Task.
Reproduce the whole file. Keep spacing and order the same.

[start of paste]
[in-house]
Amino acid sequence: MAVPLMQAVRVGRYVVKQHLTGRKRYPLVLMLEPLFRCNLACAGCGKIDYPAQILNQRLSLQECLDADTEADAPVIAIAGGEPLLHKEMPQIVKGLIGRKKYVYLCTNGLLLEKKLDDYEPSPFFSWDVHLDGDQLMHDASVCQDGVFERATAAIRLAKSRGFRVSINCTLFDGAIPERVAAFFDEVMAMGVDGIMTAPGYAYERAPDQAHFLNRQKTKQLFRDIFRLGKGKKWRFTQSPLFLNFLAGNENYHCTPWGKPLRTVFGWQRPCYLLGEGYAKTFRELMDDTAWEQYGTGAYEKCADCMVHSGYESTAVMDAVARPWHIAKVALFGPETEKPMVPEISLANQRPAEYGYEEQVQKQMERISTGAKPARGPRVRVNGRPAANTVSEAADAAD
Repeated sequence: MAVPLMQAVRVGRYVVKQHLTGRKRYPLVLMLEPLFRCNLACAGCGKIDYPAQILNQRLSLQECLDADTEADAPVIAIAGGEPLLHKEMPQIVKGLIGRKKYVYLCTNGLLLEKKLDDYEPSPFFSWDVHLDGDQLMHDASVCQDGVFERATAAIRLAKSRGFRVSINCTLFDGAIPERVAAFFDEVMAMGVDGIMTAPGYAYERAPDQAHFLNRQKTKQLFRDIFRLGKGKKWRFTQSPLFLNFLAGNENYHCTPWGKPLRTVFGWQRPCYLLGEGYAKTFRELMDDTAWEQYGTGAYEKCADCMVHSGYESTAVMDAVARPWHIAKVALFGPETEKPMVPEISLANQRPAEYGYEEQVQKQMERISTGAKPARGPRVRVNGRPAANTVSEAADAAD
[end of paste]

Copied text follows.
[in-house]
Amino acid sequence: MAVPLMQAVRVGRYVVKQHLTGRKRYPLVLMLEPLFRCNLACAGCGKIDYPAQILNQRLSLQECLDADTEADAPVIAIAGGEPLLHKEMPQIVKGLIGRKKYVYLCTNGLLLEKKLDDYEPSPFFSWDVHLDGDQLMHDASVCQDGVFERATAAIRLAKSRGFRVSINCTLFDGAIPERVAAFFDEVMAMGVDGIMTAPGYAYERAPDQAHFLNRQKTKQLFRDIFRLGKGKKWRFTQSPLFLNFLAGNENYHCTPWGKPLRTVFGWQRPCYLLGEGYAKTFRELMDDTAWEQYGTGAYEKCADCMVHSGYESTAVMDAVARPWHIAKVALFGPETEKPMVPEISLANQRPAEYGYEEQVQKQMERISTGAKPARGPRVRVNGRPAANTVSEAADAAD
Repeated sequence: MAVPLMQAVRVGRYVVKQHLTGRKRYPLVLMLEPLFRCNLACAGCGKIDYPAQILNQRLSLQECLDADTEADAPVIAIAGGEPLLHKEMPQIVKGLIGRKKYVYLCTNGLLLEKKLDDYEPSPFFSWDVHLDGDQLMHDASVCQDGVFERATAAIRLAKSRGFRVSINCTLFDGAIPERVAAFFDEVMAMGVDGIMTAPGYAYERAPDQAHFLNRQKTKQLFRDIFRLGKGKKWRFTQSPLFLNFLAGNENYHCTPWGKPLRTVFGWQRPCYLLGEGYAKTFRELMDDTAWEQYGTGAYEKCADCMVHSGYESTAVMDAVARPWHIAKVALFGPETEKPMVPEISLANQRPAEYGYEEQVQKQMERISTGAKPARGPRVRVNGRPAANTVSEAADAAD